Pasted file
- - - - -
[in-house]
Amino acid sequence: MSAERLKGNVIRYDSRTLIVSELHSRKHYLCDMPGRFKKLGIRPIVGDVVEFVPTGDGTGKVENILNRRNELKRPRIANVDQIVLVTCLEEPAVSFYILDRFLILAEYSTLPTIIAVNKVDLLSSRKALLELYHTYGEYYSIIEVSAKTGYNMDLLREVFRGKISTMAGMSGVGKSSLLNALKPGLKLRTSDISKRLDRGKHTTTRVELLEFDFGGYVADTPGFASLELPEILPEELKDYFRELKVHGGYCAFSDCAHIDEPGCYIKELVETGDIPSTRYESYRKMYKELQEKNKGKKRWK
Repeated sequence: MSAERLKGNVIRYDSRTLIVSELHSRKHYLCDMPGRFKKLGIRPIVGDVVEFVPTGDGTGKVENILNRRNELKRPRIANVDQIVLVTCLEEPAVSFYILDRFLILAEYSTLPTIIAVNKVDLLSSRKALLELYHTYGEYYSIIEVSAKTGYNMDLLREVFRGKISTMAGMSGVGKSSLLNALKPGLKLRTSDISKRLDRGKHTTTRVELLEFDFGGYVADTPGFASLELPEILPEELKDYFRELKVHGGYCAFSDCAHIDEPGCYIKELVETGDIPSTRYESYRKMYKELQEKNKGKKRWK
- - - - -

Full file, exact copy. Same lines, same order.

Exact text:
[in-house]
Amino acid sequence: MSAERLKGNVIRYDSRTLIVSELHSRKHYLCDMPGRFKKLGIRPIVGDVVEFVPTGDGTGKVENILNRRNELKRPRIANVDQIVLVTCLEEPAVSFYILDRFLILAEYSTLPTIIAVNKVDLLSSRKALLELYHTYGEYYSIIEVSAKTGYNMDLLREVFRGKISTMAGMSGVGKSSLLNALKPGLKLRTSDISKRLDRGKHTTTRVELLEFDFGGYVADTPGFASLELPEILPEELKDYFRELKVHGGYCAFSDCAHIDEPGCYIKELVETGDIPSTRYESYRKMYKELQEKNKGKKRWK
Repeated sequence: MSAERLKGNVIRYDSRTLIVSELHSRKHYLCDMPGRFKKLGIRPIVGDVVEFVPTGDGTGKVENILNRRNELKRPRIANVDQIVLVTCLEEPAVSFYILDRFLILAEYSTLPTIIAVNKVDLLSSRKALLELYHTYGEYYSIIEVSAKTGYNMDLLREVFRGKISTMAGMSGVGKSSLLNALKPGLKLRTSDISKRLDRGKHTTTRVELLEFDFGGYVADTPGFASLELPEILPEELKDYFRELKVHGGYCAFSDCAHIDEPGCYIKELVETGDIPSTRYESYRKMYKELQEKNKGKKRWK